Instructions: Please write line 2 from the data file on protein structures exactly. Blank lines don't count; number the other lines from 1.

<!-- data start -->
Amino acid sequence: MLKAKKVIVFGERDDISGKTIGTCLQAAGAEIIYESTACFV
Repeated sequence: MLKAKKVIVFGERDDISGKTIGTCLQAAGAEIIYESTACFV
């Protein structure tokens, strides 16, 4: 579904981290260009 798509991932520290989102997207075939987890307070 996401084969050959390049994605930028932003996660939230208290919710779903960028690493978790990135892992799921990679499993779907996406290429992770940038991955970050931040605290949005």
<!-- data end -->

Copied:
Repeated sequence: MLKAKKVIVFGERDDISGKTIGTCLQAAGAEIIYESTACFV